The Precipice: The slippery slopes of despair

Hoarding and all it represents is obviously a complex malady and subject to dissection by those mental health experts that know of such things…or are trying to become the experts re such things.

But from a gut level, having trudged through these messes, I sense things that don’t necessarily fit mental health cubby holes, but just percolate there in my mind. Inner trauma and insecurities, something incomplete, anxiety, craving, striving for something but always feeling not quite there…..all this before becoming a hoarder. All this regardless of the Great Depression (the grand excuse of causation).


The intensity of obsessively moving down a road of buying things for ‘need’, resale, profit, money, self satisfaction…but all an on the surface response. It really was hiding the unseen, only suspected at a gut level, deeper dissatisfaction. Like a drug addiction and all its surface drama, the addiction masking, numbing something much deeper and unspoken. Pains, traumas, degradations that could not be spoken of back then…even barely today.

The anger, the palpable anger that boiled over into harsh discipline. Eruptions of temper and hyper critical judgments at every turn. Angry at life, angry to the grave.

My own anger at a father, long ago, that damaged young girls and caused such harm. The justice, old school justice, that should have been dispensed upon that man on some back country road. A bullet to the head would have justifiably dispensed with the harm he created for two girls, who later slide down a slippery slope of despair. The stuff was only the surface of frustrations with an insurmountable mess. The being buried and surrounded and hidden away in it was the real testament to a father’s evil.


Every thing seems in the past. All our efforts of care, grief, cleanup, dealing. But, even for us, beneath the surface is the hinted at understandings of why. I can tell you what I see, what I suspect causes great anger in me. I must let it go. I only pray if there is a hell, a certain man is in it and tormented for eternity.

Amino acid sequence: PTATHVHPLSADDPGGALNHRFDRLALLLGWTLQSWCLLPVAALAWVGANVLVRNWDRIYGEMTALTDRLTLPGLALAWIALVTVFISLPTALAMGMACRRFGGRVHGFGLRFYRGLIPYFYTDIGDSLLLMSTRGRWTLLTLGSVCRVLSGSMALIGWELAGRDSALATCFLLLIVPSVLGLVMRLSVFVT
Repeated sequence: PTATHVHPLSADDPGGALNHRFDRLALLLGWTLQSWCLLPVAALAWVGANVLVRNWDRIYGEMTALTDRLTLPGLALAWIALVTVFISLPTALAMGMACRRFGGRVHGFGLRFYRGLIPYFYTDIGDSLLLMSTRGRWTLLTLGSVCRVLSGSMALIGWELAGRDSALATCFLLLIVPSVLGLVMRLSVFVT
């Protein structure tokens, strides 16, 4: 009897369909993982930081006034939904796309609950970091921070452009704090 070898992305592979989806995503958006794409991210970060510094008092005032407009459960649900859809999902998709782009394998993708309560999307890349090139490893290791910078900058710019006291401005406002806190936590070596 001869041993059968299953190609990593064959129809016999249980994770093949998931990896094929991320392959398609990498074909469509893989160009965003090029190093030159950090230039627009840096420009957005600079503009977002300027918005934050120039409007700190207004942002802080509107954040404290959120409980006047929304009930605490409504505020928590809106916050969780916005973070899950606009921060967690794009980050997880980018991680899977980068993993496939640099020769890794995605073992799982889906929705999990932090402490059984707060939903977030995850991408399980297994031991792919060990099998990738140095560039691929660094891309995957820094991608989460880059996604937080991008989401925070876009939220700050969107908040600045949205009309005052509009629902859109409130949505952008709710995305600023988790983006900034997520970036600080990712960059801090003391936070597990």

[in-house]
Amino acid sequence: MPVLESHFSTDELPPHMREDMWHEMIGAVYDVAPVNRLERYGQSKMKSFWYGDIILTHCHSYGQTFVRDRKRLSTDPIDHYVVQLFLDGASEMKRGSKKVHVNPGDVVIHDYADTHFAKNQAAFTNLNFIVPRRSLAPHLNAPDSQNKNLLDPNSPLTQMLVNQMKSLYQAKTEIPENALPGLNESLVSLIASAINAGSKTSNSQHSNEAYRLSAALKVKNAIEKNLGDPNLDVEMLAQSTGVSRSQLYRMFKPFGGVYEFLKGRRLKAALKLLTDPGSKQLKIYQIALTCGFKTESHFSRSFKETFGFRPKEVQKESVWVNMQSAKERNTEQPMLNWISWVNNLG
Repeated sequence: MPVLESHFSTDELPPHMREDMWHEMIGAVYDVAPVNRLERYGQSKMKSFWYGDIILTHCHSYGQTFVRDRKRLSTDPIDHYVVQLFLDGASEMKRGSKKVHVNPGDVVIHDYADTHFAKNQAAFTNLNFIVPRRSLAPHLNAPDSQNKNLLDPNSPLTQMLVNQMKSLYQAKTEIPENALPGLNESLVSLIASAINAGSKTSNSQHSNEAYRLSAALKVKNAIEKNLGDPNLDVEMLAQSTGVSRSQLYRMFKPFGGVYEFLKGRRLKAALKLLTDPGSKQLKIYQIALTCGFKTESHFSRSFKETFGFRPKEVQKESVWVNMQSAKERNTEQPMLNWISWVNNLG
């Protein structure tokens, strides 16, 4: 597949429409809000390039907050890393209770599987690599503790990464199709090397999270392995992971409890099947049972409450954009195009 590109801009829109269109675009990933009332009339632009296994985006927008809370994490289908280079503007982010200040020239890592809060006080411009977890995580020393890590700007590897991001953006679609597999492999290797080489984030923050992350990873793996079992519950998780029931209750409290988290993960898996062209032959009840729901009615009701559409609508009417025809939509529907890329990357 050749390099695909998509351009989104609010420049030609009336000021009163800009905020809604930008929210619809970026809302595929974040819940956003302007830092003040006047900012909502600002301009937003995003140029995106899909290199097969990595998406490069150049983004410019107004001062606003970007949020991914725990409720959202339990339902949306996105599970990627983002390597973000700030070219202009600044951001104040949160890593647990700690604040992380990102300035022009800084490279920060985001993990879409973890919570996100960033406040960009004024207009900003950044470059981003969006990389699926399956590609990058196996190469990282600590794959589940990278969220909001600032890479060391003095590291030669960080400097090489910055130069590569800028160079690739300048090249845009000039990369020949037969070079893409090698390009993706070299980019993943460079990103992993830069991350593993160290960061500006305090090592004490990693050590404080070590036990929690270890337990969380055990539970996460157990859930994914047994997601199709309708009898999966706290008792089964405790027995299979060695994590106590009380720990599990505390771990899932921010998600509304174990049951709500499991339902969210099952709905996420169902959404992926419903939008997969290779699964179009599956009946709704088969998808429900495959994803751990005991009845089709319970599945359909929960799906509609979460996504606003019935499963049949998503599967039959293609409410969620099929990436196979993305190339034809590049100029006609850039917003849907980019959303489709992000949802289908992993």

4 thoughts on “The Precipice: The slippery slopes of despair

  1. I see the need for security and control in my mother’s hoard. It is insulation for her pysche that feels she is both too good for some things and not good enough for others. It is one place where the “you can’t make me” part of her rules supreme. Your Mom and Auntie had control over nearly all aspects of their lives once they were older, and I think they relished and protected that to an extreme degree.

  2. Jenny Islander

    I think that interaction with other disorders also has to be considered. I compare your blog with Tetanus Burger and come away with mental pictures of very different hoarders. Your mother and aunt recognized that they had a problem, although they were still in the grip of hoarding syndrome; they did ask for help, albeit in skewed ways that were stymied by their skewed thought processes, and they did think about hospitality and so forth as far as their syndrome would allow. The father of the two women who blog at Tetanus Burger never admitted that his hoarding behavior could possibly be a problem for anyone, even though the effects were quite similar, and he seems never to have had a kindly moment even within his own family. IOW, he was apparently a narcissist; your mother and aunt were simply ill.

    1. Jenny Islander

      Sorry, brain cramp moment. The effects were worse. Your mother and aunt did not have dependent children living in the hoard and did not force their dependents to live in unnecessarily cold, ill-lit, and unhygienic conditions in order to satisfy their own need for control. This man did. And yet, your relatives were at least able to say at some point, “Wait, something is happening here, even if my disorder won’t let me go any further down this line of thought,” whereas this man ranted angrily about his right to do as he pleased with his own possessions if his family dared express discomfort, and appears to have deliberately designed his hoard and even partially dismantled his house utilities so that his family would always be thinking of what he had done and what he required. If a person can’t help hoarding, that’s awful. If a person can’t help hoarding and the hoarding behavior and its effect on others provides their narcissistic supply–then they’re awful.

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